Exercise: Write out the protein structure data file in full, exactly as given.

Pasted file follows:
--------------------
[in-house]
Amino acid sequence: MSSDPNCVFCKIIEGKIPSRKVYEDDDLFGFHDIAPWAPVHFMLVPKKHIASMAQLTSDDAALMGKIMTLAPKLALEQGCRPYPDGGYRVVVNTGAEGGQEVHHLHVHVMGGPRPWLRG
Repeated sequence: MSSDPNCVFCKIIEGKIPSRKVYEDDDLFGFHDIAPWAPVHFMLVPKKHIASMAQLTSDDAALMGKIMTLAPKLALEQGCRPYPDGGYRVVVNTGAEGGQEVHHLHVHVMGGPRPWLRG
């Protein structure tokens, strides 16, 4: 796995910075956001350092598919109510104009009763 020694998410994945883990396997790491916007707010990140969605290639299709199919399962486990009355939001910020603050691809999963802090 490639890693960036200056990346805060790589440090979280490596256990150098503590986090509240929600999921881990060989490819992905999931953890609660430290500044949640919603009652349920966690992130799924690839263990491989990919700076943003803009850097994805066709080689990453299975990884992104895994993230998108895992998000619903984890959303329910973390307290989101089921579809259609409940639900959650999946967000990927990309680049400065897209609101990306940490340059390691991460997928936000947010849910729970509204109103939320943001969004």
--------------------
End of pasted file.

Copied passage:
[in-house]
Amino acid sequence: MSSDPNCVFCKIIEGKIPSRKVYEDDDLFGFHDIAPWAPVHFMLVPKKHIASMAQLTSDDAALMGKIMTLAPKLALEQGCRPYPDGGYRVVVNTGAEGGQEVHHLHVHVMGGPRPWLRG
Repeated sequence: MSSDPNCVFCKIIEGKIPSRKVYEDDDLFGFHDIAPWAPVHFMLVPKKHIASMAQLTSDDAALMGKIMTLAPKLALEQGCRPYPDGGYRVVVNTGAEGGQEVHHLHVHVMGGPRPWLRG
């Protein structure tokens, strides 16, 4: 796995910075956001350092598919109510104009009763 020694998410994945883990396997790491916007707010990140969605290639299709199919399962486990009355939001910020603050691809999963802090 490639890693960036200056990346805060790589440090979280490596256990150098503590986090509240929600999921881990060989490819992905999931953890609660430290500044949640919603009652349920966690992130799924690839263990491989990919700076943003803009850097994805066709080689990453299975990884992104895994993230998108895992998000619903984890959303329910973390307290989101089921579809259609409940639900959650999946967000990927990309680049400065897209609101990306940490340059390691991460997928936000947010849910729970509204109103939320943001969004």